By Guy Still

Prior to meeting him, I had heard about Mark Trumper: A big man, full of intensity. I had previously pedaled past the column of bicycling pre-teens adorned in neon green hoodies while commuting to my home in northeast Minneapolis. But it wasn’t until I had the chance to ride with the fourth and fifth graders of Minneapolis Pillsbury’s cycling program that I really understood just how incredible Pedal Power is.

It was a cool and damp day in late October. A slow and steady rain had ceased only a few hours before school got out for the day and wet leaves littered the streets. Thirteen hearty students came out for the ride, a number much lower than the usual two dozen; a combination of weather, sickness and other factors. A few of the kids greeted me before the ride.

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All of the students ride a bike from a fleet the school owns, thanks to a handful of grants received over the years. Once bikes are distributed, kids cruise around the parking lot to make sure that everything is functioning properly. After that it’s time to roll out.

(credit: Guy Still)

(credit: Guy Still)

“Pillsbury Pride,” I shouted.

“Let’s ride,” the kids responded.

One student is appointed the caboose and rides at the back of the group. ELL teacher Mark Trumper and Art teacher Susan Tuck chaperone the kids, keeping an eye on traffic, teaching proper cycling behavior and making sure everything is running smoothly. I ride towards the rear, alongside Tuck, and watch a student in the middle of the pack go down in the street.

“Rider down,” a child shouts as the group rides past the boy who took the spill.

“That’s our protocol,” Tuck explains, and pedals up to check on the young man. He appears to be OK and wants to get back in the saddle, but she insists he take a moment to assess everything before going. He is fine. The ride continues.

I purposely rode my single speed, thinking there is no way the ride would take us up Norwegian Hill, a steep section of Saint Anthony Parkway that crests at the highest point in the city, Deming Heights Park. Of course, that is precisely where we went.

“Use your gears and start gearing down BEFORE we get to the hill,” Trumper explained before we left the school.

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Once we reached the summit, the group stopped and waited for everyone to make it. None of the kids dismounted and pushed their bikes up. I was impressed. The teachers explained that everyone needed to ride down the hill in control, feathering their brakes and ensuring a safe distance between one another. And the kids listened.

It quickly became apparent that Trumper and Tuck didn’t baby these kids. Instead they challenged the students, thereby empowering them. In turn, the children took their responsibilities seriously: obeying traffic laws and looking out for one another.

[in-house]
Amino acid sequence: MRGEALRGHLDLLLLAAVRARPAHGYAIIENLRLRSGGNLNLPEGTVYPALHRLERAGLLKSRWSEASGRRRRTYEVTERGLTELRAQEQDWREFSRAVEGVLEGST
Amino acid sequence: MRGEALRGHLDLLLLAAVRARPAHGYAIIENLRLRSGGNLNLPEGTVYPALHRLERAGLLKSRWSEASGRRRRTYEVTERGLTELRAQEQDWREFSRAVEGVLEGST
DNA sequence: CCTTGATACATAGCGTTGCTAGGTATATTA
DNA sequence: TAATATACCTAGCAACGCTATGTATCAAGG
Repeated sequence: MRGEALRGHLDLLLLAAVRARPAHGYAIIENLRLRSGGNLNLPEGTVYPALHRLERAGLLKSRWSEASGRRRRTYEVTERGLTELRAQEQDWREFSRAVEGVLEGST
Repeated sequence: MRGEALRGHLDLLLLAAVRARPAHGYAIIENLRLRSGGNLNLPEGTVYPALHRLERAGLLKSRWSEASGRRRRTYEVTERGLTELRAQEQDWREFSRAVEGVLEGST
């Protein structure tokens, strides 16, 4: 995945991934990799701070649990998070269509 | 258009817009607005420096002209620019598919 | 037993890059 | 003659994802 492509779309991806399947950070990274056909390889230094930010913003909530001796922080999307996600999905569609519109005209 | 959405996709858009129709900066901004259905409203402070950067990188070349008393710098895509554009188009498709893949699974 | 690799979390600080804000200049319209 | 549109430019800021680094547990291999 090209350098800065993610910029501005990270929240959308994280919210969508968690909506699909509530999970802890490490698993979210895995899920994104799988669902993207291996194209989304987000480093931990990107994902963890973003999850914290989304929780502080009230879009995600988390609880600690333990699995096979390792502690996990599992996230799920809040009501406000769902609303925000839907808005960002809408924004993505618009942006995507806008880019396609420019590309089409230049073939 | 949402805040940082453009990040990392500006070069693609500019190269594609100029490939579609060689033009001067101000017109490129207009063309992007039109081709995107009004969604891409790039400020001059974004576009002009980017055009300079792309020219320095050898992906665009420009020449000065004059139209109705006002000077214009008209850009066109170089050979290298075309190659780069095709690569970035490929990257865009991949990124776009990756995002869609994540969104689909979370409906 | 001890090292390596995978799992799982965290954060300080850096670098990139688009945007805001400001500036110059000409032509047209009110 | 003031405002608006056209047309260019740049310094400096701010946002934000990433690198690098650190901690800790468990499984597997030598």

Midway through the ride we stopped so the kids could get out off their bikes, wiggle around, grab a snack and socialize. I was impressed that this group of fourth and fifth graders, from different classes and ethnicities, didn’t form cliques. Rather, they all played together having bonded over a common interest: cycling.

The Pedal Power Bike Program, now in its fifth year, is an after-school activity that runs from the start of the school year until Thanksgiving, or later depending on weather. It starts back up in the spring and culminates in a 28-mile ride out to Stillwater. Students ride every Monday and Wednesday for two hours, rain or shine. Trumper and Tuck recounted a ride last year where temperatures hovered in the mid-30s and the riders were pelted with sleet and cold rain. They were rewarded with a warm respite next to a bonfire at the halfway point.

Their passion for these kids was apparent as we talked about the program while the children munched on granola bars and hung from the jungle gym at Columbia Park. Approximately one-third of fourth graders at Pillsbury can’t ride a bicycle, with even more not owning a two-wheeler. Trumper and Tuck work hard to change that, not only with this program but by partnering with Free Bikes 4 Kidz to ensure that all Pillsbury students who need a bike can get one.

The Pedal Power Program targets students who speak a language other than English at home. Often those children have less access to the city, with parents frequently working multiple jobs to make ends meet. “One of our big ideas is to show the students that Minneapolis is their city. They can access much of it with a bicycle,” Trumper explained in an email prior to our ride.

Parents have bought into the program as well. Trumper pointed out a couple of kids who have had two other siblings in the program. And when the ride was over, guardians were in the parking lot ready to bring their kids home, and offering to transport any others in need of a ride.

The Pedal Power Program is amazing on so many levels. It takes these kids to parts of the city they might not otherwise see, doing so with children they might not otherwise play with. But, it’s so much more than that. It builds the character of these young men and women. One boy, who didn’t speak at all when he started the program last year, approached me at the park and asked if I’d like a granola bar.

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I went out expecting to spend a couple of hours riding my bike for this blog. I left with a profound respect for two teachers who go above and beyond the call of duty by showing these children, many of whom are from first and second generation immigrant families, that they are respected and valued.